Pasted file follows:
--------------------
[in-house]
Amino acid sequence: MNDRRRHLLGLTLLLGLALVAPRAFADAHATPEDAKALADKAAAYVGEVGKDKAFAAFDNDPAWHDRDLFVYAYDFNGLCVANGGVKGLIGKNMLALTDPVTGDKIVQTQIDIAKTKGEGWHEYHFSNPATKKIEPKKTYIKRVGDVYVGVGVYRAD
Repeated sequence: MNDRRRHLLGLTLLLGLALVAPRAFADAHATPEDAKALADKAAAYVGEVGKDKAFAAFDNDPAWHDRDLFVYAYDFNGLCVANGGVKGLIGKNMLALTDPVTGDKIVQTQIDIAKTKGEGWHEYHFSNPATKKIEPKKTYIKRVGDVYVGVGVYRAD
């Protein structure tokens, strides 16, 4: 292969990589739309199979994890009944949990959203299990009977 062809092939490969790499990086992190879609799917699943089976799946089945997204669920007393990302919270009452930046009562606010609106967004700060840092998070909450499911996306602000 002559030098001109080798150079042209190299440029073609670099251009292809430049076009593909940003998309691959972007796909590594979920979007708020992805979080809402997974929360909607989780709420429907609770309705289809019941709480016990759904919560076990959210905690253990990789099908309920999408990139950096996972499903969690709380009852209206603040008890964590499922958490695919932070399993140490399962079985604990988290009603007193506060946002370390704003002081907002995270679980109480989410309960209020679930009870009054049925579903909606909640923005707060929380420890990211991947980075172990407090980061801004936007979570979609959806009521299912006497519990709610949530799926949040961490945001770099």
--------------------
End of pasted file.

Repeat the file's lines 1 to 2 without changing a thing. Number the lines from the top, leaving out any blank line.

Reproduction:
[in-house]
Amino acid sequence: MNDRRRHLLGLTLLLGLALVAPRAFADAHATPEDAKALADKAAAYVGEVGKDKAFAAFDNDPAWHDRDLFVYAYDFNGLCVANGGVKGLIGKNMLALTDPVTGDKIVQTQIDIAKTKGEGWHEYHFSNPATKKIEPKKTYIKRVGDVYVGVGVYRAD